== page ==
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A strategy for a rewriting system is a sub-rewriting system with the same objects and same normal forms.

Definition (from Terese "Term Rewriting Systems"). Let N be a superset of the normal forms of a rewriting system $\to$. A strategy S for $\to$ is normalizing if the restriction of S (as a relation) to steps which do not have their sources in N is terminating.

I understand that the authors want a more general notion of normalizing such as the strategy which finds a (weak) head normal form. However, take N to be be exactly the set of normal forms. Then the definition should express that the strategy always finds a normal form provided one exists. I am having trouble bridging the gap here... It seems that N should have to also include the terms which do not have a normal form.

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I think you have misunderstood the definitions:

TERESE (9.1.1):

A strategy $S$ for an ARS $\rightarrow$ is a sub-ARS $\rightarrow_S$ of $\rightarrow$ having the same objects and normal forms.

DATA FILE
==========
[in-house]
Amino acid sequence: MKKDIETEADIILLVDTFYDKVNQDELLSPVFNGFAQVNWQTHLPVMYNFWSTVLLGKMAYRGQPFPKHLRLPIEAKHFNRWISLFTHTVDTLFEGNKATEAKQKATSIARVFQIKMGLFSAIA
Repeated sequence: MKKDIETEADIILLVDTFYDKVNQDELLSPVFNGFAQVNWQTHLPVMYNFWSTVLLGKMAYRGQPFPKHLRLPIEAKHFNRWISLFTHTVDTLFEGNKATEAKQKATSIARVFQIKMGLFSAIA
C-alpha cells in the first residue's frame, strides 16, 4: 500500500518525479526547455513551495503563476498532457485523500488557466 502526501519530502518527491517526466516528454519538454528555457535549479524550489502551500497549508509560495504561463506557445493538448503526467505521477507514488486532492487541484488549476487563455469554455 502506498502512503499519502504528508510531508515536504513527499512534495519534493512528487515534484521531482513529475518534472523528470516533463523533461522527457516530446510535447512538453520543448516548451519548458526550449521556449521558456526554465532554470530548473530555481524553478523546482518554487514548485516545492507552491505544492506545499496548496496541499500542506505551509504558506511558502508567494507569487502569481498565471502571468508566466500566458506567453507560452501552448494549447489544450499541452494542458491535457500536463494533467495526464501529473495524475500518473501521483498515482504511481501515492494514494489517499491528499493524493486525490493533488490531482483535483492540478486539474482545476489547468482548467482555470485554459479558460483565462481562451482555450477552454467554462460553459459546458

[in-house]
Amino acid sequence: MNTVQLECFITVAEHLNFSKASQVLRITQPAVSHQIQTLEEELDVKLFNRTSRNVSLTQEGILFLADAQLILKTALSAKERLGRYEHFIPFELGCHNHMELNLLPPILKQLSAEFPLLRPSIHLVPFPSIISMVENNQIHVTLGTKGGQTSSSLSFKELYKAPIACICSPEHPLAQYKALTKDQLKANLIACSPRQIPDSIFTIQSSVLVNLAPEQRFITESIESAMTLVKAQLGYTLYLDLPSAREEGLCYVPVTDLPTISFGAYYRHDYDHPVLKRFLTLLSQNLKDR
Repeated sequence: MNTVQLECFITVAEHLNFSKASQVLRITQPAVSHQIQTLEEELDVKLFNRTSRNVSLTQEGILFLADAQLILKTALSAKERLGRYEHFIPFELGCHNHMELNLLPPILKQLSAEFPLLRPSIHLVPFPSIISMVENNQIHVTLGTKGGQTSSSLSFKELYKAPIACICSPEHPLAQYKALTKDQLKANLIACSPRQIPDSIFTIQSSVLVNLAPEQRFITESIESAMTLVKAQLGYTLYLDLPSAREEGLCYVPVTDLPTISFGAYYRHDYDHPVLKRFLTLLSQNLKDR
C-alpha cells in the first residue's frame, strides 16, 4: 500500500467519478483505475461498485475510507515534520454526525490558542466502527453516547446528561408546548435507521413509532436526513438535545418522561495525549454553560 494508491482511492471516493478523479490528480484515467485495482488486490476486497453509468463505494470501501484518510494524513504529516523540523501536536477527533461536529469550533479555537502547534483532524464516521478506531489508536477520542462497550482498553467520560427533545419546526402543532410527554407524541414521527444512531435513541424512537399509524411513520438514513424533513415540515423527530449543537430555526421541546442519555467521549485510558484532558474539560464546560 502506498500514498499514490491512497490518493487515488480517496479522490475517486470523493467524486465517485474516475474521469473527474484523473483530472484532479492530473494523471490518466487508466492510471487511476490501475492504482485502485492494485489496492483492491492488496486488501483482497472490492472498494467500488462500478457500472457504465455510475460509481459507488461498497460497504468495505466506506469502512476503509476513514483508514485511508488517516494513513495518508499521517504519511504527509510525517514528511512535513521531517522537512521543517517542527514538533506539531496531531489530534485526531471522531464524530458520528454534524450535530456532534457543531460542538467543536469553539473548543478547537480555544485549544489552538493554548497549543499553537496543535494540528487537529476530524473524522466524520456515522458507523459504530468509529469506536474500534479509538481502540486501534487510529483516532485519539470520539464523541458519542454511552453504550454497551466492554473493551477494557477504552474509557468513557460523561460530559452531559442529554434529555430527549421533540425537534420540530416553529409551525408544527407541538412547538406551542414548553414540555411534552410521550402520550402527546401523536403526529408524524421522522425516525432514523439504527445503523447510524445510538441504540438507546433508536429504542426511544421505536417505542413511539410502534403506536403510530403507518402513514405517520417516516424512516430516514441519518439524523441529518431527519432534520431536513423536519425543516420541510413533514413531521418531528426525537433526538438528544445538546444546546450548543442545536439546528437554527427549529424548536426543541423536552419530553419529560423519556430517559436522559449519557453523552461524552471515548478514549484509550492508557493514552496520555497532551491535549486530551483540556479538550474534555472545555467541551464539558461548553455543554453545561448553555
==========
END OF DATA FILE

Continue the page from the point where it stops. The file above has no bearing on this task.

This means that

  1. If $a\rightarrow_S b$, then $a\rightarrow b$ (sub-ARS condition)
  2. If there exists $b$ such that $a\rightarrow b$, then there exists $b'$ such that $a\rightarrow_S b'$ (same normal forms).

The second condition can be read as: if $a$ is not a normal form, then there is some rewrite step from $a$ which conforms to strategy $S$.

TERESE (9.1.12):

If $A$ is a superset of the set of normal forms for $\rightarrow$, a strategy $S$ is $A$-normalizing if the restriction of $S$ to terms not in $A$ is normalizing.

This means that a strategy is $A$-normalizing if every reduction sequence for $\rightarrow_S$ either

  1. Ends on a normal form
  2. Ends in $A$.

Clearly if $A=NF$ then only case 1. is relevant. However if $A$ is taken to be terms in head-normal form, then case 2. may occur independently of case 1.

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